Profle of pomalidomide and its potential in the treatment of myelofbrosis

Krisstina L. Gowin, Ruben A. Mesa

Research output: Contribution to journalArticle

6 Scopus citations


Myelofbrosis, a Philadelphia-negative myeloproliferative neoplasm, is in a new treatment era after the discovery of the JAK2V617F mutation in 2005. JAK inhibitors boast improvements in disease-related symptoms, splenomegaly, and overall survival; however, treatment of myelofbrosis remains a challenge, given the lack of improvement in cytopenias with these agents. Second-generation immunomodulatory agents, such as pomalidomide, have shown effcacy in myelofbrosis-associated anemia within multiple clinical trials. Five major pomalido-mide clinical trials have been completed to date, and demonstrate tolerability and effcacy with low-dose pomalidomide (0.5 mg/day) in the treatment of myelofbrosis, and no clinical beneft of elevated dosing regimens ($2.5 mg/day). Anemia responses ranged from 17% to 36% as per the International Working Group for Myelofbrosis Research and Treatment consensus guidelines, while improvements in splenomegaly were rare, and observed in,1% of most clinical trials. In comparison with earlier immunomodulatory agents, pomalidomide was associated with an improved toxicity profle, with substantially lower rates of myelosuppression and neuropathy. Given the low overall response rate to pomalidomide as a single agent, combination strategies are of particular interest for future studies. Pomalidomide is currently being tested in combination with ruxolitinib, and other novel combinations are likely on the horizon.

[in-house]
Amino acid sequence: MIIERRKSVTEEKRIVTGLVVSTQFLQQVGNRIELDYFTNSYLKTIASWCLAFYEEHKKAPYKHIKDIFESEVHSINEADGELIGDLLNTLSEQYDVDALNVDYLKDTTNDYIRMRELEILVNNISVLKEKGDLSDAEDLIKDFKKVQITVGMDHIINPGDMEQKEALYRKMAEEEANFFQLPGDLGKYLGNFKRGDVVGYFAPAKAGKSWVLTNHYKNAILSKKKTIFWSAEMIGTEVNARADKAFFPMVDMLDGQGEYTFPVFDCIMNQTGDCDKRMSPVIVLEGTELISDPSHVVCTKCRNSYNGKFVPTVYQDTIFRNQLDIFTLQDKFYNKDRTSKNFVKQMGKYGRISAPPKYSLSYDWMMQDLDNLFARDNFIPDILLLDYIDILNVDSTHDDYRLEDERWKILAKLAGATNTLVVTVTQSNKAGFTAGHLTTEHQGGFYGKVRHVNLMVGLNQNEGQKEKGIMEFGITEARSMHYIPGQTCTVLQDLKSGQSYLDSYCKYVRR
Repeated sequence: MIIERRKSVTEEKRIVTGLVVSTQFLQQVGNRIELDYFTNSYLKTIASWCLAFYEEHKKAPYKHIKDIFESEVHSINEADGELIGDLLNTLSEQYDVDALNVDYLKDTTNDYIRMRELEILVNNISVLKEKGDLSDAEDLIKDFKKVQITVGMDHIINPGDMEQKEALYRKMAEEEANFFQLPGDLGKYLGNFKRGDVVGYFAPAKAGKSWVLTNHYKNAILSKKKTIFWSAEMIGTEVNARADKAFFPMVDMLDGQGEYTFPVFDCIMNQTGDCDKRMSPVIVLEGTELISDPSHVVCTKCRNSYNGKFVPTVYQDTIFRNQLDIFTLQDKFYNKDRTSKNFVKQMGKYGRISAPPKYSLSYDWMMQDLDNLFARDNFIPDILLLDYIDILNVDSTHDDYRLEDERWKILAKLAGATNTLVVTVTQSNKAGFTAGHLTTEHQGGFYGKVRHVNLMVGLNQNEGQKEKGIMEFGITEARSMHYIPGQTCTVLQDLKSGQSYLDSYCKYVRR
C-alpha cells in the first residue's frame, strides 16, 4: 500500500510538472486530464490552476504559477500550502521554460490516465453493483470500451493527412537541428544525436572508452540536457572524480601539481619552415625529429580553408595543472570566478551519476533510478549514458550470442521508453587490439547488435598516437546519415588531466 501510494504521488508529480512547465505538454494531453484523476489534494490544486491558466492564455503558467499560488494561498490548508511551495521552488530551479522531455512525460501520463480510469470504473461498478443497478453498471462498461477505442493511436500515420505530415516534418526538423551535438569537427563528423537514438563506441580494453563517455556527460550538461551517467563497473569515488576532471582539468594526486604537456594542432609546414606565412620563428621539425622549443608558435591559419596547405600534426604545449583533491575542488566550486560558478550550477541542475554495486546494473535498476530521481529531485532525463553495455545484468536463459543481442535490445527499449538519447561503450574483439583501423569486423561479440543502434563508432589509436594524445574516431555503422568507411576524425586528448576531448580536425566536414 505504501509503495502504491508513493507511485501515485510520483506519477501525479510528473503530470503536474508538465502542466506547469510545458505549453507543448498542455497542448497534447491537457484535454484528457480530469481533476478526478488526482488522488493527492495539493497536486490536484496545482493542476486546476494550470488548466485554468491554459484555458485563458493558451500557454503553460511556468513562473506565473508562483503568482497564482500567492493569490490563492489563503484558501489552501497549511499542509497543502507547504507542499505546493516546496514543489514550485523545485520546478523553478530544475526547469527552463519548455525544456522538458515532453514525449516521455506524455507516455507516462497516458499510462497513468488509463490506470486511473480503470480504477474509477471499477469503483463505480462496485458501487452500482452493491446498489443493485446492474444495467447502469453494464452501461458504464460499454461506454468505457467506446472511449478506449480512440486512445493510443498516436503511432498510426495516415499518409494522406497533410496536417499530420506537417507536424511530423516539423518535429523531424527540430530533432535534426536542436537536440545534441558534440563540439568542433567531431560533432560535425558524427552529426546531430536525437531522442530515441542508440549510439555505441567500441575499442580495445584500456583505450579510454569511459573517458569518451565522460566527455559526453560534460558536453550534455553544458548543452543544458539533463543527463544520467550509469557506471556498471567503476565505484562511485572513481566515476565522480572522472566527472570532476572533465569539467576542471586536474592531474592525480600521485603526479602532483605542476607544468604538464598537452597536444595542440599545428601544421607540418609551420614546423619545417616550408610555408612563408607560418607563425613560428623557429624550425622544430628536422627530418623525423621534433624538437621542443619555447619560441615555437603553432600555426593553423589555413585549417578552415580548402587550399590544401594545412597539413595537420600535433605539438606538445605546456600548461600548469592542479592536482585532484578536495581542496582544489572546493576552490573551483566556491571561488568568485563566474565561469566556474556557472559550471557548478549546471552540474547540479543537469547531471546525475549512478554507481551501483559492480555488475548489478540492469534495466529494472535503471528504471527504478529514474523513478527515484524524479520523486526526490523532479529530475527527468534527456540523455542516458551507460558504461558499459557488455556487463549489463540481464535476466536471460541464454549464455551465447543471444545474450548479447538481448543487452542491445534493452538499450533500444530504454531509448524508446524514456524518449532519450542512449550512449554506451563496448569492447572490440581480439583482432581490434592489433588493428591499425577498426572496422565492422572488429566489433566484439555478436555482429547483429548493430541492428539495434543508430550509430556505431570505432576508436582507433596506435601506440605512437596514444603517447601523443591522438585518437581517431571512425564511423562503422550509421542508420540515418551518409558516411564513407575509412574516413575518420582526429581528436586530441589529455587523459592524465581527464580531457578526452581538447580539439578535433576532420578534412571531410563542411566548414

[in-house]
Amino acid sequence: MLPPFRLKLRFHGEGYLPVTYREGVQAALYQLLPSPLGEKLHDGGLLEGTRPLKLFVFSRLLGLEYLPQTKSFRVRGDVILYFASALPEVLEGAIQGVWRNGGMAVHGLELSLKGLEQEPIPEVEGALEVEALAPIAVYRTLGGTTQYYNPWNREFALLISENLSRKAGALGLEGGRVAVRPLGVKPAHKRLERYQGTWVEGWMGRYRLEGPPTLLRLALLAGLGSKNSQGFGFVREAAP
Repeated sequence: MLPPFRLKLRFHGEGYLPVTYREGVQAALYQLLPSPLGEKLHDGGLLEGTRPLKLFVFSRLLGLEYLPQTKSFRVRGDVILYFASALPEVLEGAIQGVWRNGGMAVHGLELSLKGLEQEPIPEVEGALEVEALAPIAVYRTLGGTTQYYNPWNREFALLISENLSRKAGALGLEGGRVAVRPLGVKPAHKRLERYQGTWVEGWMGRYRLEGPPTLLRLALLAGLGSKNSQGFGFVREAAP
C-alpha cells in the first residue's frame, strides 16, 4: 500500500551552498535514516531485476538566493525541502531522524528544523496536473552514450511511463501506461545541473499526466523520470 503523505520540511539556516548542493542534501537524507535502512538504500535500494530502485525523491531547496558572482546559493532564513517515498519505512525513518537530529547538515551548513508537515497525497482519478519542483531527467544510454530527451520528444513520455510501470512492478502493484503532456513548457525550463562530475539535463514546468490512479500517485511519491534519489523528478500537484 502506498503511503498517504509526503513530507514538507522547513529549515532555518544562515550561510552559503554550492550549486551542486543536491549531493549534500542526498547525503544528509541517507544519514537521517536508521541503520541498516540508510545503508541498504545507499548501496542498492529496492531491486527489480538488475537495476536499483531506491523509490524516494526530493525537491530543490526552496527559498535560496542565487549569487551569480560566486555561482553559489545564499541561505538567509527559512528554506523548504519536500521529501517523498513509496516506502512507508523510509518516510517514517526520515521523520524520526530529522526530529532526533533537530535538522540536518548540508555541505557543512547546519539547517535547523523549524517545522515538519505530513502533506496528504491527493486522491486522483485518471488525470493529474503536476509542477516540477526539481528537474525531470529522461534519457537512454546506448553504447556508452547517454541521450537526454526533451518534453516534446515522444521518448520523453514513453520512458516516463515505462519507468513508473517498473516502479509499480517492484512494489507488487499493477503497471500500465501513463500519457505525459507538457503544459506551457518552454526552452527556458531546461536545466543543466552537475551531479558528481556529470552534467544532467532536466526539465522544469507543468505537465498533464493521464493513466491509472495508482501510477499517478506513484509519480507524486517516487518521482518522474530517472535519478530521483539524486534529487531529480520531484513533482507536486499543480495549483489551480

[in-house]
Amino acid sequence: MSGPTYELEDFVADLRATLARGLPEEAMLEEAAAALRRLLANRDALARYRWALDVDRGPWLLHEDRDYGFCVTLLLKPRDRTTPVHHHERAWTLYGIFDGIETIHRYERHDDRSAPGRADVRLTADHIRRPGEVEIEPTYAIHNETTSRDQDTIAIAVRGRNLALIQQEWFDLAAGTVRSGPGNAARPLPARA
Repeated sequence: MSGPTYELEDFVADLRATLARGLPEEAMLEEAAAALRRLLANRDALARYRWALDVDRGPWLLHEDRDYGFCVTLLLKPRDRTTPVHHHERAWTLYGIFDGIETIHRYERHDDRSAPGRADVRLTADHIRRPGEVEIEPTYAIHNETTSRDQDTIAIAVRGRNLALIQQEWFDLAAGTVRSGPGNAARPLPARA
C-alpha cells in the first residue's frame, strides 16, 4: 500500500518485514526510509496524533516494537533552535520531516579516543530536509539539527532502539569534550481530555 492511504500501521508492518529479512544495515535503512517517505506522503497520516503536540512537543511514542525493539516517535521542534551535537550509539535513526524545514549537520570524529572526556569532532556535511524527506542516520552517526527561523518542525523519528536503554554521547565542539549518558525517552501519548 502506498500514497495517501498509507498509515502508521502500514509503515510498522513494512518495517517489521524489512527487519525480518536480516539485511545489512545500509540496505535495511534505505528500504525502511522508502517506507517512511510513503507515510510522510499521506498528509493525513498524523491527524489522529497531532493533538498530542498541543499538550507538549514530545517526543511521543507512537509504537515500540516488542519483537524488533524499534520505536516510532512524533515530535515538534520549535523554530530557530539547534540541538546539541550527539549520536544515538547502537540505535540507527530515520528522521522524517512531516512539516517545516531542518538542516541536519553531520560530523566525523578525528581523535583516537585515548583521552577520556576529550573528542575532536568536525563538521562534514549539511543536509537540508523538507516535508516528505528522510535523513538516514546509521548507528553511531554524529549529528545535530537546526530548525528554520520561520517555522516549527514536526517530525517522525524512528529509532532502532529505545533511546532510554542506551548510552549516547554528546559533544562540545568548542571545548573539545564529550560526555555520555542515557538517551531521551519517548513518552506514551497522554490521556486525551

Original languageEnglish (US)
Pages (from-to)549-556
Number of pages8
JournalTherapeutics and Clinical Risk Management
StatePublished - Apr 2 2015



  • Immunomodulatory
  • Myelofbrosis
  • Myeloproliferative neoplasm
  • Pomalidomide

ASJC Scopus subject areas

  • Pharmacology (medical)
  • Medicine(all)
  • Pharmacology, Toxicology and Pharmaceutics(all)
  • Safety Research
  • Chemical Health and Safety

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